So there’s datamined patch information that has a rather hefty list of changes for you as a restoration druid. Let’s just dig right in and go through them as well as what the ramifications will be.
1.) Nature’s Swiftness has become baseline. You no longer have to give up a talent option to take this iconic, and mandatory, talent. In place of Nature’s Swiftness there is a new passive ability that bears looking at: Ysera’s Gift. Now here are your two options for 5.4:
-Ysera’s Gift – passive – heals you for 5% of your maximum hp every 5 seconds. If you are at maximum health, it is smart healed to an ally. Assuming early 5.4 gear you’ll probably have in the low 600’s K for health meaning this will be ticking for roughly 30,000 every 5 seconds. Assuming the raid is not entirely full on health, this will always produce worthwhile healing adding up to 5K hp/s in this case. Is this worthwhile healing? At the rate at which it ticks i’d argue that it would more often than not end up as meter fluffing and never really save anyone except yourself. Your mileage may vary.
-Cenario Ward – 30s CD – Protective barrier that triggers upon taking damage healing for a large amount over 6 seconds. At ~40K spellpower this heals for roughly 54,000 every 2 seconds or 162,000 total over 6 s. This is not an overwhelming amount of healing and will usually not be enough to save the tank from imminent demise. It can however soften damage from blows that would generally not outright kill the tank anyway to lighten the healing load. It’s about 5K hp/s at that gear level as well.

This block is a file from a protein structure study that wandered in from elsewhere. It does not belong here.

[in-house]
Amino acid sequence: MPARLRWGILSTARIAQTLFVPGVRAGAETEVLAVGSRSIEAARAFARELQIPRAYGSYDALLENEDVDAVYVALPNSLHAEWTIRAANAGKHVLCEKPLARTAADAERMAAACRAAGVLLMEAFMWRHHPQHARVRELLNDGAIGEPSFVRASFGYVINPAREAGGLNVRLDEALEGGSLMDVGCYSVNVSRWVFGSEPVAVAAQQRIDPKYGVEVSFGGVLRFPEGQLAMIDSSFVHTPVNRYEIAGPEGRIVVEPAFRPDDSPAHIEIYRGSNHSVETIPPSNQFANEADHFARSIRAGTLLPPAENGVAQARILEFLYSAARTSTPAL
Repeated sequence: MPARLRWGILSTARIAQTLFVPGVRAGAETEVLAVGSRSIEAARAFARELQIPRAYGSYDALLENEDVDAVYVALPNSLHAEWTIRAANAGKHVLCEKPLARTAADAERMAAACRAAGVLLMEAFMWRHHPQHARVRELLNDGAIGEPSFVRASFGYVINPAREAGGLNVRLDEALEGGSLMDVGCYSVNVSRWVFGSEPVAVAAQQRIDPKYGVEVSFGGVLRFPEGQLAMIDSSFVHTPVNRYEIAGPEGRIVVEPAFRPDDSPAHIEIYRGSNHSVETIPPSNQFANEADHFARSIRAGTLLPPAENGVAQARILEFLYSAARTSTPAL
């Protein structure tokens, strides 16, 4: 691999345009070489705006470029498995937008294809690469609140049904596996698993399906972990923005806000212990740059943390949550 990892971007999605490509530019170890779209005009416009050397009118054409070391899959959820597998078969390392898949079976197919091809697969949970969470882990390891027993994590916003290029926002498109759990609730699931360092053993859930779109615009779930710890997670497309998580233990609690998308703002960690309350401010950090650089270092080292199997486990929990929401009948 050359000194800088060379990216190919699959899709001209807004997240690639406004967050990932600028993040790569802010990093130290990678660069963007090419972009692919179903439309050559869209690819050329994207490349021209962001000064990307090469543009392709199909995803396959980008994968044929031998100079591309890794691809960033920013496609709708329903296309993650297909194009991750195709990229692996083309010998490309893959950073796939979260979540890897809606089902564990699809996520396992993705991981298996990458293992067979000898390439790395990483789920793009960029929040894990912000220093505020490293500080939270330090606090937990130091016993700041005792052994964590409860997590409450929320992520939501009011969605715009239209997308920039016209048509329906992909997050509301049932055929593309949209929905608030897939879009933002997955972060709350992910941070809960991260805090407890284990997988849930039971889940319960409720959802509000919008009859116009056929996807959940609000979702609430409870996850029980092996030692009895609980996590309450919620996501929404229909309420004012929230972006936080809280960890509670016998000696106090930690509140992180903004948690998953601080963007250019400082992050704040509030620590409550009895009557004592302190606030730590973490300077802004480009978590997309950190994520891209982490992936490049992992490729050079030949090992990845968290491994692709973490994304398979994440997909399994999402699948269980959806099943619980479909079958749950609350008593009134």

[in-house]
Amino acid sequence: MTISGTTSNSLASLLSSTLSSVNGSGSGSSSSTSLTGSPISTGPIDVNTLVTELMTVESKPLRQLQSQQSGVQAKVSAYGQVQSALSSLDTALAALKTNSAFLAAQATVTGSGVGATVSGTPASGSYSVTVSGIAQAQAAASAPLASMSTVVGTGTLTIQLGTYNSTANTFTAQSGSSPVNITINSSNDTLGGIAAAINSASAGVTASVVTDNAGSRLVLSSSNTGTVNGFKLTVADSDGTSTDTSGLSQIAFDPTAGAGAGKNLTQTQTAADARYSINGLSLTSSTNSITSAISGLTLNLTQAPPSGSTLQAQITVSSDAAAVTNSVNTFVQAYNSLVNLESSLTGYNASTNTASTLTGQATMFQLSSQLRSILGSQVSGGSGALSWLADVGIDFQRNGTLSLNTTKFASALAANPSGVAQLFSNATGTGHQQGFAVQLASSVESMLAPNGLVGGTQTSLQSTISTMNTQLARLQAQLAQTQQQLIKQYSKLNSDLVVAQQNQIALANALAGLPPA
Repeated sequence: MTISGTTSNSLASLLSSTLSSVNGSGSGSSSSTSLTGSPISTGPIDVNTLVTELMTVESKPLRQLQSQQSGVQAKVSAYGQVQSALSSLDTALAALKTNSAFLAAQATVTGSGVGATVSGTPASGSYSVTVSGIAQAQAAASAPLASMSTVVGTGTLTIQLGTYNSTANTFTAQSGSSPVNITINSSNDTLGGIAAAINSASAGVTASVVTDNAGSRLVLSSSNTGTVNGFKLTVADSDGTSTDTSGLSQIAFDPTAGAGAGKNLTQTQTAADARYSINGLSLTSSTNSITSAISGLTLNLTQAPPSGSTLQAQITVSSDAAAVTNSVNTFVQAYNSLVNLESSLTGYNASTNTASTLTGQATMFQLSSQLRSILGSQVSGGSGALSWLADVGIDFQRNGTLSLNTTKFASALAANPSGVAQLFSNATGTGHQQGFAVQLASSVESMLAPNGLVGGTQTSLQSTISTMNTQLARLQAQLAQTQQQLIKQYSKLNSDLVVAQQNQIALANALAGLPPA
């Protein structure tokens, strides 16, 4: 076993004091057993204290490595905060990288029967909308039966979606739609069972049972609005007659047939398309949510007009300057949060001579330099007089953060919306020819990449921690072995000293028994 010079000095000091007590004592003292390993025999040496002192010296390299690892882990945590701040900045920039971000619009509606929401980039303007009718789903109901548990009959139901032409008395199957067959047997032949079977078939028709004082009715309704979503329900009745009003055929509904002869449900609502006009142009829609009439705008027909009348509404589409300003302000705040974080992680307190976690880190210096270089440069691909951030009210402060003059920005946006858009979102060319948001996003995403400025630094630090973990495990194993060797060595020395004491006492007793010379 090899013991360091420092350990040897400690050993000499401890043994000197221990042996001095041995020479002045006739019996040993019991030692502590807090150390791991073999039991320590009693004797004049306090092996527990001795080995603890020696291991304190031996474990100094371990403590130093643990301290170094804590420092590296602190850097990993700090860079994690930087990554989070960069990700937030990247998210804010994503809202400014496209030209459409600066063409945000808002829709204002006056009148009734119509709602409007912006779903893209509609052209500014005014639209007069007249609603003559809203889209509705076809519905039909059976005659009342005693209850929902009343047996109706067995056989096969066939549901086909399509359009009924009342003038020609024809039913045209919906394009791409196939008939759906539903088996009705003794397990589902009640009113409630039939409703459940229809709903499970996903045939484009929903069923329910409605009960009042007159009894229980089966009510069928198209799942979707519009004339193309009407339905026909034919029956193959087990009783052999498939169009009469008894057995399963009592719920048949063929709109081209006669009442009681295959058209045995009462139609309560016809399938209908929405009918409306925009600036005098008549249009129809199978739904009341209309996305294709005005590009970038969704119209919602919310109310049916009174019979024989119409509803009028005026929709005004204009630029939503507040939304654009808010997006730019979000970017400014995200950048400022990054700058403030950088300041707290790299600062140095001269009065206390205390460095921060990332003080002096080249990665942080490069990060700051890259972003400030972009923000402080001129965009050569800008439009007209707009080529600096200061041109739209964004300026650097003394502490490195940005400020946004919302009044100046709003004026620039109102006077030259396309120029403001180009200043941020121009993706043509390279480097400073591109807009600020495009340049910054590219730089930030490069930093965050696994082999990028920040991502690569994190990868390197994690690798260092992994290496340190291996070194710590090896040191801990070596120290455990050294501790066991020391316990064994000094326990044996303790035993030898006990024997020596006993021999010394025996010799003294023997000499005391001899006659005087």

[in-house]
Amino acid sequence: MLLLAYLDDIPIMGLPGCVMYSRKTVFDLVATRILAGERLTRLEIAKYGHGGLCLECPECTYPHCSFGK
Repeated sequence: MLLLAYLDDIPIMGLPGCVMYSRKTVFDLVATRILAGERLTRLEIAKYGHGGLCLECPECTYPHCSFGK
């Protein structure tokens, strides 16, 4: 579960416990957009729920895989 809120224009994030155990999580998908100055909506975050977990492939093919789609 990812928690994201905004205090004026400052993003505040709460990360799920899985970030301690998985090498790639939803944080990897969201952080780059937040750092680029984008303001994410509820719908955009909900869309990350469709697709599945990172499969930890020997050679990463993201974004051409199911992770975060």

I think this will be a case of pick your flavor. If the fight requires more direct tank healing you can opt for Ward. If the fight has consistent raid damage that needs addressing, then Ysera’s Gift provides it with absolutely no thought required.
2.) Soul of the Forest was buffed to 100% spell haste bonus. Didn’t really think it was necessary but perhaps their internal math felt it wasn’t pulling its weight on a throughput level (not factoring in mana savings). All this will really do is force us to create a new haste break point spreadsheet 🙂
3.) Tier 6, Level 90 talents, received a revamp.
Update: NV is actually quite amazing in practice with the smart healing component and currently is looking to be a clear cut winner for level 90 talents. Further discussion pending additional feedback.
Dream of Cenarius is no longer the terrible shell of a talent for us that it used to be. It now grants you the ability to attonement heal. Every wrath you cast hits for 20% more and heals a raid member for 100% of the damage done. Note that wrath has had its mana cost increase by roughly 50%.